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Teaching Methods

Once your child’s learning style is discovered, it’s much easier to determine how he or she should be taught. A teaching method may suit all or one child, be rigorous or laid-back, and reflect your learning goals or philosophies. Identifying this is important so that, ultimately, your goals come to fruition.

Charlotte Mason

Charlotte Mason was a British educator who lived from 1842-1923. She envisioned a world where all children were given a broad-based education regardless of their wealth or class. The Charlotte Mason method has at its core the belief that children deserve to be respected and that they learn best from real-life situations. According to Charlotte Mason, children should be given time to play, create and be involved in real-life situations from which they can learn. Students of the Charlotte Mason method take nature walks, visit art museums, and learn geography, history and literature from ‘living books’; books that make these subjects come alive. Students also show what they know, not by taking tests, but via narration and discussion.


The classical model of homeschooling was used by many of the great thinkers of the past, such as Aristotle, Plato, C.S. Lewis, and Thomas Jefferson. One main differentiation between classical homeschooling and the other main styles is that it separates learning into three stages, collectively called the Trivium: grammar, logic (or dialectic), and rhetoric. Originally featured in Plato’s writings and used extensively in ancient Greece, these were only named the Trivium in the Middle Ages. Trivium means “the place where the roads meet” in Latin. The stepping stones are to teach children the mechanics of language and to use their own five senses (grammar), use complex thought and analysis (logic), and finally to instruct and persuade others with that gained wisdom (rhetoric). Classical education’s main goal is to cultivate a passion for lifelong learning, to seek sound logic over chaos, and to focus on depth of learning over breadth.


Montessori environments emphasize kinesthetic and sensory learning materials that teach children how to function in real-life situations, closely tying movement to creativity and brain development. Philosophically, the Montessori method places importance on giving children the opportunity to choose their schedules, books, snacks, and so on. By making choices early on, children gain a sense of mastery over their lives, which prepares them for the challenges of adulthood. Montessori homeschooling also discourages giving children extensive rewards for desired behaviors (like money for doing well on a test)—because, according to its proponents, the child may become dependent on rewards to get the validating feeling that comes with success.

Unit Studies

Unit studies are another popular homeschooling style. The home educator takes a subject that the student finds interesting and integrates that into multiple learning subjects. They live with that theme until the topic is fully explored. For example, a unit on farming might include a read-aloud of “Charlotte’s Web” by E.B. White, a construction paper shadow box of farm animals, a field trip to a farm or petting zoo, learning about the science of classifying farm animals, writing a poem from the point of view of being a farmer, and learning about how farm-based products are produced. Unit studies benefit families with multiple children in different age ranges: they can learn about a subject together yet have flexibility to be customizable to their own learning levels.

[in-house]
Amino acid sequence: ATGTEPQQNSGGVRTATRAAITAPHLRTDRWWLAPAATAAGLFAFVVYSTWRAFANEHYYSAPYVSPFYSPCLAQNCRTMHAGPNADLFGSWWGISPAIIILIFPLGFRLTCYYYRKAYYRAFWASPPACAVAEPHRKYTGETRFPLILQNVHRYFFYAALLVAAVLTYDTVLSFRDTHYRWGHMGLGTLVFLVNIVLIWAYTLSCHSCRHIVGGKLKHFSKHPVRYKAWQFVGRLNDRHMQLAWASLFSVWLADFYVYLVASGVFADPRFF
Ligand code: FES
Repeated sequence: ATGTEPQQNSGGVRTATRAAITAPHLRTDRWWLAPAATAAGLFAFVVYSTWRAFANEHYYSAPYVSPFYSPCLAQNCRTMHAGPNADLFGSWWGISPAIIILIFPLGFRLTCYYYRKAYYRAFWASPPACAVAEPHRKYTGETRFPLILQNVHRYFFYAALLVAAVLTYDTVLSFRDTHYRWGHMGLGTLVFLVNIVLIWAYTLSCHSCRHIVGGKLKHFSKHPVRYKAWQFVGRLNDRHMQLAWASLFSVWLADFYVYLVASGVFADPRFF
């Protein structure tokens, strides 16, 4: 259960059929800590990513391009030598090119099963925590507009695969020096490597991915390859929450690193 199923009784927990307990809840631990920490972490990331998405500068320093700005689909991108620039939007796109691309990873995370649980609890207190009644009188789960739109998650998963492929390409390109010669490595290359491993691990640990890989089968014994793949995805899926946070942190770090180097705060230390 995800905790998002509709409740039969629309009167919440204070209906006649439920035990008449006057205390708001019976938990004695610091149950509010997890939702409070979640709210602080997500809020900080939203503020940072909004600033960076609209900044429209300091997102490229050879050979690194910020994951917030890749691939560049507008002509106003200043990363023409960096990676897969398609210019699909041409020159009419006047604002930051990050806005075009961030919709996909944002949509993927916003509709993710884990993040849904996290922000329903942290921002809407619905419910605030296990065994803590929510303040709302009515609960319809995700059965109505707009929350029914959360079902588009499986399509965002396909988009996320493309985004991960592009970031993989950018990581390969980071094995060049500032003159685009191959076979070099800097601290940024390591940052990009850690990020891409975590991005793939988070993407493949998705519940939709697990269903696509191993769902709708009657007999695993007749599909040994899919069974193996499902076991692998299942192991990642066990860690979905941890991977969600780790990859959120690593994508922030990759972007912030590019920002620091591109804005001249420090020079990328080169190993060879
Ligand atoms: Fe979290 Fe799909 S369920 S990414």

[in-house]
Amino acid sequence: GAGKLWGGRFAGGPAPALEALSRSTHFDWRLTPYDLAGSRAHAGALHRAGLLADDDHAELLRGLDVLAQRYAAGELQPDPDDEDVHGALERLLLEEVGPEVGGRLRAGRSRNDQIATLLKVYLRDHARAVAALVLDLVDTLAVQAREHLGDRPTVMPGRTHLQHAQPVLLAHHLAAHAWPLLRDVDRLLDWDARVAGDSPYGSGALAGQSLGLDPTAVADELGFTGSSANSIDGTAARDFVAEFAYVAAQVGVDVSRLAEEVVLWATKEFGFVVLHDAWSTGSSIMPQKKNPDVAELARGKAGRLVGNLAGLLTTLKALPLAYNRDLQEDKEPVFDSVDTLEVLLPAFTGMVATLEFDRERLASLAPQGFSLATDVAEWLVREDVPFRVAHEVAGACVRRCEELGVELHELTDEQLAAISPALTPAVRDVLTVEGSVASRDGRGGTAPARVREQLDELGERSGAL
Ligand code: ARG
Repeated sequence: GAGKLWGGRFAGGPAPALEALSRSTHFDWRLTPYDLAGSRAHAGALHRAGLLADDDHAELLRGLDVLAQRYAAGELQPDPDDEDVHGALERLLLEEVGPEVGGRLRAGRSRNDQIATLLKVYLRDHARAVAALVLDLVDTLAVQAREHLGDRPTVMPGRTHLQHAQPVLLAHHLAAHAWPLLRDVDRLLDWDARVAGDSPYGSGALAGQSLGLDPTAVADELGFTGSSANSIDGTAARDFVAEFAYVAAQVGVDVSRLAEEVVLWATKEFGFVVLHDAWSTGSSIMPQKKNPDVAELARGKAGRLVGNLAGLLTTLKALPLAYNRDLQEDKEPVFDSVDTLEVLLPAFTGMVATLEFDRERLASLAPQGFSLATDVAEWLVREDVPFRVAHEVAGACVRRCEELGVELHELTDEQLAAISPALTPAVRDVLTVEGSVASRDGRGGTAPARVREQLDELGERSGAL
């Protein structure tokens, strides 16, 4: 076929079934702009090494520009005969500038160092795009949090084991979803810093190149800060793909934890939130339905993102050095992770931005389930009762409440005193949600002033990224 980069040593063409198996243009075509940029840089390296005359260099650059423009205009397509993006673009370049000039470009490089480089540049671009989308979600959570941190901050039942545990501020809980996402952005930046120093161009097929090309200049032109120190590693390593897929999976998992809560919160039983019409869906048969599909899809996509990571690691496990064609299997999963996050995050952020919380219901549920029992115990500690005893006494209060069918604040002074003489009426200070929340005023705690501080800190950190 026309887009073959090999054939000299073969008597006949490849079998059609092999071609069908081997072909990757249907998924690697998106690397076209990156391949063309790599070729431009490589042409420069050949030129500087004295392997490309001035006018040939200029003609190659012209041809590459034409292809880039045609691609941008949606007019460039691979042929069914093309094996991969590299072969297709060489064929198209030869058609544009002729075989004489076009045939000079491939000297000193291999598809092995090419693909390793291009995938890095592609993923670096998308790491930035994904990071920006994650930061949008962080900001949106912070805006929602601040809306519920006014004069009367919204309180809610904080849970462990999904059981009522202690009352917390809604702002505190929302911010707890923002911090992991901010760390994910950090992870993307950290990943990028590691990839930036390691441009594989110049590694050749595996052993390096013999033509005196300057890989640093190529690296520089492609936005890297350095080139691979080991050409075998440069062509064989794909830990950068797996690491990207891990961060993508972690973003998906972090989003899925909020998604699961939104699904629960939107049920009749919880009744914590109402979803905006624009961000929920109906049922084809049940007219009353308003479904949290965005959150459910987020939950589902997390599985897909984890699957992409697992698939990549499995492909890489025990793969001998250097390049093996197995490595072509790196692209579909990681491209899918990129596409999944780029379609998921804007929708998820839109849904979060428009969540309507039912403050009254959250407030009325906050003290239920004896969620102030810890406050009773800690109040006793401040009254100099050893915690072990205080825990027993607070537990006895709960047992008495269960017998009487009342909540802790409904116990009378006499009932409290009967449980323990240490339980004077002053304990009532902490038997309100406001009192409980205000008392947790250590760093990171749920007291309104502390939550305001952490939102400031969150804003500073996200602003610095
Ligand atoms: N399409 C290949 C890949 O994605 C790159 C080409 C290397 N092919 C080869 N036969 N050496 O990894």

The school-at-home approach mirrors a public school or private school experience inside the home. For example, households have a dedicated school room stocked with a bulletin board, a dry erase board or chalkboard. School-at-home is the most structured of the seven styles, incorporating a daily schedule based on traditional school hours and holiday schedules. Families also might choose to use an online public school in order for kids to do exactly what their public school counterparts are doing (including taking part in state testing) in order to make sure their students do not lag behind.


Eclectic homeschooling is a broad term that merely means a style of homeschool that mixes and matches from various resources to create one whole learning environment. Math may be from one publisher, reading from another, and science from another—none are necessarily related in style, learning approaches, or grade levels. Eclectic does not mean unorganized or chaotic but is a highly specific and deliberate plan created for the learners by their home educating parents. Eclectic homeschooling is also not related to unschooling—eclectic homeschoolers commonly use definite curriculum resources.


Unschooling is not a specific method of teaching or set of curriculum tools, but rather a philosophy of living that encourages the unschooling parent to avoid too much structure in their home environment in order to let learning occur naturally. Ideological founder, John Holt, believed that children did not need to be coerced into learning; they would learn naturally if given the freedom to follow their own interests and a rich assortment of resources. This line of thought became known as unschooling.


Information from homeeducator.com